The six hats | In-depth

After many hours of looking, I was finally able to find someone to converse with about my short film. His name is Vincent, and I recorded our conversation and transcribed about 5 minutes of it (shown below). The V’s before the text means that Vincent is talking, and the S’s mean that I’m talking. I’ve coloured different parts of the conversation to represent the six hats which are:

White hat: Information

Red hat: Emotions

Black hat: Critical thinking and judging information

Yellow hat: Values/benefits

Green hat: Creativity/ideas

Blue hat: Focus


V: I’m really excited to talk to you about your film ideas and where you want to take it, so I guess we’ll discuss your ideas and I can give you some suggestions on how you’re gonna create thisĀ film.

S: Yeah so, my story is about this guy and he loses his wife in an accident and it starts with this poem… and it’s about him knowing that she’s dead but he doesn’t remember the experience and doesn’t know how she died.

V: That’s a good idea. I like the mystery of it, so does he slowly piece together that he’s the killer?

S: Yeah.

V: Okay so let’s talk about setting… do you want the entire film to take place in one constant time or… actually first how long do you want the movie to be?

S: I’d like it to be standard short-film time… like 7-8 minutes.

V: 7-8 minutes? Ok, that’s do-able. I would assume the whole thing is about interrogating the guy who killed his wife?

S: Yeah, right. So I wanted to have the interrogation in one scene but as the character is figuring out that he killed his wife he’s having flashbacks. So the audience can piece together that he actually killed her, as he’s figuring it out as well.

V: Yeah I really like that. It makes the audience ease into it and feel more comfortable, but you don’t want them to feel too comfortable though. Maybe put bits and pieces throughout the film hinting to him killing his wife? Like, the viewers could grasp what’s happening but if they watch it a second time they can pick up even more details that they didn’t see before. You don’t want the audience to have too much control or expect everything or else they’ll become uninterested in the film. So try not to make it seem too cliche or organized. So back to setting, if you’re gonna have it all in one scene, something you want to pay attention to is lighting. Since you’re gonna have more than one scene, it could be cool to have some scenes darker than others; or maybe even have the lighting get darker as the movie progresses. You can convey a lot of emotion through light, like if the light gets darker and darker that can hint at the character’s emotions through the film, like darker light conveys confusion and this kinda slow feeling. Do you know what I mean?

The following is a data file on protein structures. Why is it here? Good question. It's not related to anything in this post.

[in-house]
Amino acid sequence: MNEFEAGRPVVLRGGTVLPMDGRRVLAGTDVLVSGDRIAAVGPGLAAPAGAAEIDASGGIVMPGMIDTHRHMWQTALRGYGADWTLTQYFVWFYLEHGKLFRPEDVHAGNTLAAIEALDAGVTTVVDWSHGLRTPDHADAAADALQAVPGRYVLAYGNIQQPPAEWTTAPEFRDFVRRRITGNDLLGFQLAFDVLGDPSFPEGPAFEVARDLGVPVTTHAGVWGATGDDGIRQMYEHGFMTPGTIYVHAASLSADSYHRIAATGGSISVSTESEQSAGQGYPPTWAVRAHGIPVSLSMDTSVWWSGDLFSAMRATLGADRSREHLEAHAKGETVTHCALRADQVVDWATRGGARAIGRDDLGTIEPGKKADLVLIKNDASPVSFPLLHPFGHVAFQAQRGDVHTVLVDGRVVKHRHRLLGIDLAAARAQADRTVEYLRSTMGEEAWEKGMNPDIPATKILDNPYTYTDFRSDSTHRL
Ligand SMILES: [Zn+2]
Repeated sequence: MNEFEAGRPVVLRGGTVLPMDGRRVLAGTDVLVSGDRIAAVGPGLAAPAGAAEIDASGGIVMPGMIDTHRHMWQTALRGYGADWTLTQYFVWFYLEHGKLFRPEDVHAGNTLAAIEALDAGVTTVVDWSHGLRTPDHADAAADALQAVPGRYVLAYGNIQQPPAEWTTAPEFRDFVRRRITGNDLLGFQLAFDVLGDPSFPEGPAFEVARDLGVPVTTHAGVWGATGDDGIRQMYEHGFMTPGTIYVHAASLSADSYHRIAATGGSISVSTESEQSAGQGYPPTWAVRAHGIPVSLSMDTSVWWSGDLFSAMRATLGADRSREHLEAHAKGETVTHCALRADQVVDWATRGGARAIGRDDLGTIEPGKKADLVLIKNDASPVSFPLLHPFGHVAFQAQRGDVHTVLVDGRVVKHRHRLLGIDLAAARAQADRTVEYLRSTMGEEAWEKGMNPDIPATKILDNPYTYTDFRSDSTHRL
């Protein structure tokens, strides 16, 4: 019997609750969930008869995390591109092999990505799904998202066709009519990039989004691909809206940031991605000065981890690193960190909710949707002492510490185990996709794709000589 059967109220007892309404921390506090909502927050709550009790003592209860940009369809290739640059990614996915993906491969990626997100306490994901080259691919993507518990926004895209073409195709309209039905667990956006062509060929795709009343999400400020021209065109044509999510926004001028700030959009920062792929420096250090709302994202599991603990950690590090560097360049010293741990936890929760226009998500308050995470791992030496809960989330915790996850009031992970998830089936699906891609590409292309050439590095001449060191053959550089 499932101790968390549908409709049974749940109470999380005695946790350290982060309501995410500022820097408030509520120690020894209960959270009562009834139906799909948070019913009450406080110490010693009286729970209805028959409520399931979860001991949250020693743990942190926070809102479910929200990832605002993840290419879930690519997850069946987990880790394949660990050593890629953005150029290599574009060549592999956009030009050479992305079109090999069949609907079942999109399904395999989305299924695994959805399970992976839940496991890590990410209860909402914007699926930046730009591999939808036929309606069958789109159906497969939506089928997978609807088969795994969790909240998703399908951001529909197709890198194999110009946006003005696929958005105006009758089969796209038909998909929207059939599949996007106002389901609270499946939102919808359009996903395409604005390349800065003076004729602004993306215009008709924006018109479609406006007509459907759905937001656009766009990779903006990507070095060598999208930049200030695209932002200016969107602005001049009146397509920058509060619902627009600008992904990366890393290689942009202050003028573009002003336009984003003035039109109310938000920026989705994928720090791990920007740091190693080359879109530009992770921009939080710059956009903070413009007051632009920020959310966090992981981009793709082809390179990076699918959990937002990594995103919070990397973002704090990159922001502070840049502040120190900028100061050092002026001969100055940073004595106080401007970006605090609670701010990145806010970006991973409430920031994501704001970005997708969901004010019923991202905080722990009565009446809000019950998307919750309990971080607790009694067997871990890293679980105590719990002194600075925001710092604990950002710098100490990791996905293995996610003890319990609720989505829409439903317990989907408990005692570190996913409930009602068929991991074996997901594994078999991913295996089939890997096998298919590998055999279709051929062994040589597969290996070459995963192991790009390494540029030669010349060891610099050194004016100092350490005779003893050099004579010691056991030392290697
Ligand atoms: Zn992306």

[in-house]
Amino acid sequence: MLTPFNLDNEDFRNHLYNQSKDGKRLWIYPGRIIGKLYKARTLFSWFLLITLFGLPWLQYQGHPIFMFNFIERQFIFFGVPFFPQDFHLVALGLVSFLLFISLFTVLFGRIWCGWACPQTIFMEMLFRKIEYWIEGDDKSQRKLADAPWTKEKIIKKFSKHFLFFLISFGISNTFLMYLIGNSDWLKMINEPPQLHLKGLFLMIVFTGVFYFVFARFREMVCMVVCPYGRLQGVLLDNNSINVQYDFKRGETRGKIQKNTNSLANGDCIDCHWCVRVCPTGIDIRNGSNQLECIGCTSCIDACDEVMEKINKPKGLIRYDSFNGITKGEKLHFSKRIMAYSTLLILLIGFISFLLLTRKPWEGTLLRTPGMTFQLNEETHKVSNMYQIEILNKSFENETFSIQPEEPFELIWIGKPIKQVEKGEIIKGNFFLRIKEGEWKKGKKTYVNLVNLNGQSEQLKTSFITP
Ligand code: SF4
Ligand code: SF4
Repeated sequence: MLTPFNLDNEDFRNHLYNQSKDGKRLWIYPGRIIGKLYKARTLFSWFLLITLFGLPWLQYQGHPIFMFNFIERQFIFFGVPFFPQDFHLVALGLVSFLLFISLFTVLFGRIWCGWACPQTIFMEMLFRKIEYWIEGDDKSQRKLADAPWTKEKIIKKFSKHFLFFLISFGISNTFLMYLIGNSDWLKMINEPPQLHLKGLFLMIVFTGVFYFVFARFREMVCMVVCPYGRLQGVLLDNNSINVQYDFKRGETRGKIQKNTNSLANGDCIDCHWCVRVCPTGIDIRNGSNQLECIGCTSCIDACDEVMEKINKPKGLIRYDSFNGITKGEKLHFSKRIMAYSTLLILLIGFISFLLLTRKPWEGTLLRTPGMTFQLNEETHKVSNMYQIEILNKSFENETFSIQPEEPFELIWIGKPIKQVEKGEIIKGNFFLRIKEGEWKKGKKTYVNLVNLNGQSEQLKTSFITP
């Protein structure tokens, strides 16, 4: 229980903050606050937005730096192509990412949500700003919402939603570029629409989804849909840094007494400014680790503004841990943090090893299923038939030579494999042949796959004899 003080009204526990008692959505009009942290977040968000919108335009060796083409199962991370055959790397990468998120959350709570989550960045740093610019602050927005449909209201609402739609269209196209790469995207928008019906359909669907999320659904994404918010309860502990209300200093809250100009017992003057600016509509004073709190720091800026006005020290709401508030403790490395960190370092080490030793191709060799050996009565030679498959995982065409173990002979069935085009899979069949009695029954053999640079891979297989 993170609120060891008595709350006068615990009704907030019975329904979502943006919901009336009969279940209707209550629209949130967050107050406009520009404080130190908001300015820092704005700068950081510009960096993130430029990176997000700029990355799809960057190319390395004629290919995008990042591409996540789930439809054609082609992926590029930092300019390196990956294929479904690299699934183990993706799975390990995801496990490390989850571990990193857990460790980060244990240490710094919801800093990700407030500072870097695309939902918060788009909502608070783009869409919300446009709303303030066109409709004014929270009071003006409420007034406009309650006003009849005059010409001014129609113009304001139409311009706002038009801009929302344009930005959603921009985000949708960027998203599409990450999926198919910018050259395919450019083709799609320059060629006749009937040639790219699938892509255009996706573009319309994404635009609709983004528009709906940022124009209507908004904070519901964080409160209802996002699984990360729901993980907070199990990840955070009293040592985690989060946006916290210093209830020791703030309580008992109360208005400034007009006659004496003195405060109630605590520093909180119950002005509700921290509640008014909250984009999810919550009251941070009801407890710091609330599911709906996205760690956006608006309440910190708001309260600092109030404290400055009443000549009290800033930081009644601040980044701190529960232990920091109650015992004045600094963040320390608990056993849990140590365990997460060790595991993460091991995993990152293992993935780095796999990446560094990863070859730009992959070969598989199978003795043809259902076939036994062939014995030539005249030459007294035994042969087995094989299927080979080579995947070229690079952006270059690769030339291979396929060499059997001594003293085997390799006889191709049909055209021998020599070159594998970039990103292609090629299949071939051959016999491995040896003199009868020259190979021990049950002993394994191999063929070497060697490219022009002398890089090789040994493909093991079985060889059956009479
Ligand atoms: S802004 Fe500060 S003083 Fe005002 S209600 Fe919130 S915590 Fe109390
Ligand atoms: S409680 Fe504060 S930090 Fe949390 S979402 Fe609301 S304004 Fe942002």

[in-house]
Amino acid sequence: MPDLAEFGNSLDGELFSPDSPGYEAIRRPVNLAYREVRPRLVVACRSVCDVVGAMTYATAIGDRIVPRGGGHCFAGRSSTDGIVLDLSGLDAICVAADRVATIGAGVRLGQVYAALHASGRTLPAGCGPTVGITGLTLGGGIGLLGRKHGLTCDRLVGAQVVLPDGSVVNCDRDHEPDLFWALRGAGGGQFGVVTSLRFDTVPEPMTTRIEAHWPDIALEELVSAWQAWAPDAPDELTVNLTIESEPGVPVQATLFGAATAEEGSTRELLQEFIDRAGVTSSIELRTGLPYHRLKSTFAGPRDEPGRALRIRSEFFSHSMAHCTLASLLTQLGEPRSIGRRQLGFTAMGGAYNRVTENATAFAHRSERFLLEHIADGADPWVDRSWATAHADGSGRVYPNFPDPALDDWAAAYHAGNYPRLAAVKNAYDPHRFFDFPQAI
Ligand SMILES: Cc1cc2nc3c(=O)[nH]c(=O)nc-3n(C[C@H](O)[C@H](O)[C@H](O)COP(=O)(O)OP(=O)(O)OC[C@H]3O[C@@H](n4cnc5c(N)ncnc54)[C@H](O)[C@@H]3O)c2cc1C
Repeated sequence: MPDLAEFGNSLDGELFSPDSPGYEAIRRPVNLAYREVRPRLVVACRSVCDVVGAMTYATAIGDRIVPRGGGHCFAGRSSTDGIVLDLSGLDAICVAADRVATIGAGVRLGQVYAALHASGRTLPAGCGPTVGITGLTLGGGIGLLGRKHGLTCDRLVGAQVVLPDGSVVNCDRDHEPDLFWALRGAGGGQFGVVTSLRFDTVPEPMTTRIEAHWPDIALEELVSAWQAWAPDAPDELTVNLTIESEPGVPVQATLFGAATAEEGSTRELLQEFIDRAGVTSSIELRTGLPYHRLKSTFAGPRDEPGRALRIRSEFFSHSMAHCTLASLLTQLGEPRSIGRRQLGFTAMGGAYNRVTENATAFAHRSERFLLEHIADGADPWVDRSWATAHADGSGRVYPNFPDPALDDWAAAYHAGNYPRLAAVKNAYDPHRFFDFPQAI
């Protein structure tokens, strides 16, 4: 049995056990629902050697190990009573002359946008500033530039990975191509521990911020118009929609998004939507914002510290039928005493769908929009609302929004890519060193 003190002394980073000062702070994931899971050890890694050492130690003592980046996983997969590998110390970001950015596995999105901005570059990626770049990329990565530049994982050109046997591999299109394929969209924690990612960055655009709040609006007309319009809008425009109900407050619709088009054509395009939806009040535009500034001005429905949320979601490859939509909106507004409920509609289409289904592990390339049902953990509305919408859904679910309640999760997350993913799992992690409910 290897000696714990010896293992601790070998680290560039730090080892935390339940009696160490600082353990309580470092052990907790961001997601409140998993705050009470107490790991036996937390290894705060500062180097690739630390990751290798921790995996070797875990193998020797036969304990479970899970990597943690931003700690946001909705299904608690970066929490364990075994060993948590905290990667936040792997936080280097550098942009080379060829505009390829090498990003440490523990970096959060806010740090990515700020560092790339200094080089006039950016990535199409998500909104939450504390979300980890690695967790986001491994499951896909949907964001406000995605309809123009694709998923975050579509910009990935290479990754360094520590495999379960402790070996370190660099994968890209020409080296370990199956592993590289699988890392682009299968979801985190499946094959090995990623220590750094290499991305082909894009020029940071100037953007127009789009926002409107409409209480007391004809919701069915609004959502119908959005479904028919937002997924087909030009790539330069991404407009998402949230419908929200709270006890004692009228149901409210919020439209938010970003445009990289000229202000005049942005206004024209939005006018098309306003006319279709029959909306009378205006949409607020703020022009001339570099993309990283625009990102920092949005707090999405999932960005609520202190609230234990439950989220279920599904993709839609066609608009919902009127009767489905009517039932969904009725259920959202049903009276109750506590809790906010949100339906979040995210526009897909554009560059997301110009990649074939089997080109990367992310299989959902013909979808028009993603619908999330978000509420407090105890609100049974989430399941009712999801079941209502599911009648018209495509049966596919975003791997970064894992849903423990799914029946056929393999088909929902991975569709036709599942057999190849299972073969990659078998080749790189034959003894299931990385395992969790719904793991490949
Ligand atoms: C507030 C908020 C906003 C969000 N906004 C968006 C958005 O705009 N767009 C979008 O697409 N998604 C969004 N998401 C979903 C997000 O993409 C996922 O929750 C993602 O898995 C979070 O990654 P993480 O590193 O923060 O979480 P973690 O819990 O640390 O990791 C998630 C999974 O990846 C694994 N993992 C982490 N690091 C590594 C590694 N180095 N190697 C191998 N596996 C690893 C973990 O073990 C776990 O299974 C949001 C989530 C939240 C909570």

S: Yeah I really like that idea.

V: Also, for the interrogation scene, did you want two interrogators? If you have two it might be interesting to see how they interact with each other and make the main character remember more things.

S: I was originally thinking about one interrogator, because I think that having three characters would be tricky to squeeze into 8 minutes while trying to maintain character development and all of that.

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